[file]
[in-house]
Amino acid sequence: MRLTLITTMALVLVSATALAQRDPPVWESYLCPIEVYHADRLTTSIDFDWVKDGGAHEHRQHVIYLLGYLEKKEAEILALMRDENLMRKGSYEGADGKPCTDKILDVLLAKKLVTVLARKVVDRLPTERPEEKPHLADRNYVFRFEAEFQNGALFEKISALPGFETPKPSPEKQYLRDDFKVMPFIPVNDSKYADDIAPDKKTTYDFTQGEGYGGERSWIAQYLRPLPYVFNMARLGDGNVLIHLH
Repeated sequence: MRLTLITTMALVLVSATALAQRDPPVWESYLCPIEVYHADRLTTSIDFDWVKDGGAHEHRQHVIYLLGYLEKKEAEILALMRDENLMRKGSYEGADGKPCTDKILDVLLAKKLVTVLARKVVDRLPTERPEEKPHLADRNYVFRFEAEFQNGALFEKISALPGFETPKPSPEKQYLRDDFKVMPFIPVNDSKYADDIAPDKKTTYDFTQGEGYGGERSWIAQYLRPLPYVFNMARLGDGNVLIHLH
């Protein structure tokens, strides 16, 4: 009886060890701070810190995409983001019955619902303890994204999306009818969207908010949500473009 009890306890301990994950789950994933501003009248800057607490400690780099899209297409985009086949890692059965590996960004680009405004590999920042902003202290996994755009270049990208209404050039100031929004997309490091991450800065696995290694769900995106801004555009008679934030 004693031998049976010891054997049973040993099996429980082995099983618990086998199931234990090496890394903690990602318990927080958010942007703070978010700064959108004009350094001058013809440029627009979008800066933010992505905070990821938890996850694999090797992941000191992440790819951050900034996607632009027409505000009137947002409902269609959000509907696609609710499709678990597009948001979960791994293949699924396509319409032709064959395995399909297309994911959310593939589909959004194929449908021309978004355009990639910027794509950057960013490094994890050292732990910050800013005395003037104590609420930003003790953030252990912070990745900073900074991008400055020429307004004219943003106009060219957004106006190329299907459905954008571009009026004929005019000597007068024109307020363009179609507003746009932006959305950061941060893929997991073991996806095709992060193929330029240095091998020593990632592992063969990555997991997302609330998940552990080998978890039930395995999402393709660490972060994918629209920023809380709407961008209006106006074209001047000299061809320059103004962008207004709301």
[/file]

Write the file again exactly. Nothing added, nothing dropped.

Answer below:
[in-house]
Amino acid sequence: MRLTLITTMALVLVSATALAQRDPPVWESYLCPIEVYHADRLTTSIDFDWVKDGGAHEHRQHVIYLLGYLEKKEAEILALMRDENLMRKGSYEGADGKPCTDKILDVLLAKKLVTVLARKVVDRLPTERPEEKPHLADRNYVFRFEAEFQNGALFEKISALPGFETPKPSPEKQYLRDDFKVMPFIPVNDSKYADDIAPDKKTTYDFTQGEGYGGERSWIAQYLRPLPYVFNMARLGDGNVLIHLH
Repeated sequence: MRLTLITTMALVLVSATALAQRDPPVWESYLCPIEVYHADRLTTSIDFDWVKDGGAHEHRQHVIYLLGYLEKKEAEILALMRDENLMRKGSYEGADGKPCTDKILDVLLAKKLVTVLARKVVDRLPTERPEEKPHLADRNYVFRFEAEFQNGALFEKISALPGFETPKPSPEKQYLRDDFKVMPFIPVNDSKYADDIAPDKKTTYDFTQGEGYGGERSWIAQYLRPLPYVFNMARLGDGNVLIHLH
């Protein structure tokens, strides 16, 4: 009886060890701070810190995409983001019955619902303890994204999306009818969207908010949500473009 009890306890301990994950789950994933501003009248800057607490400690780099899209297409985009086949890692059965590996960004680009405004590999920042902003202290996994755009270049990208209404050039100031929004997309490091991450800065696995290694769900995106801004555009008679934030 004693031998049976010891054997049973040993099996429980082995099983618990086998199931234990090496890394903690990602318990927080958010942007703070978010700064959108004009350094001058013809440029627009979008800066933010992505905070990821938890996850694999090797992941000191992440790819951050900034996607632009027409505000009137947002409902269609959000509907696609609710499709678990597009948001979960791994293949699924396509319409032709064959395995399909297309994911959310593939589909959004194929449908021309978004355009990639910027794509950057960013490094994890050292732990910050800013005395003037104590609420930003003790953030252990912070990745900073900074991008400055020429307004004219943003106009060219957004106006190329299907459905954008571009009026004929005019000597007068024109307020363009179609507003746009932006959305950061941060893929997991073991996806095709992060193929330029240095091998020593990632592992063969990555997991997302609330998940552990080998978890039930395995999402393709660490972060994918629209920023809380709407961008209006106006074209001047000299061809320059103004962008207004709301």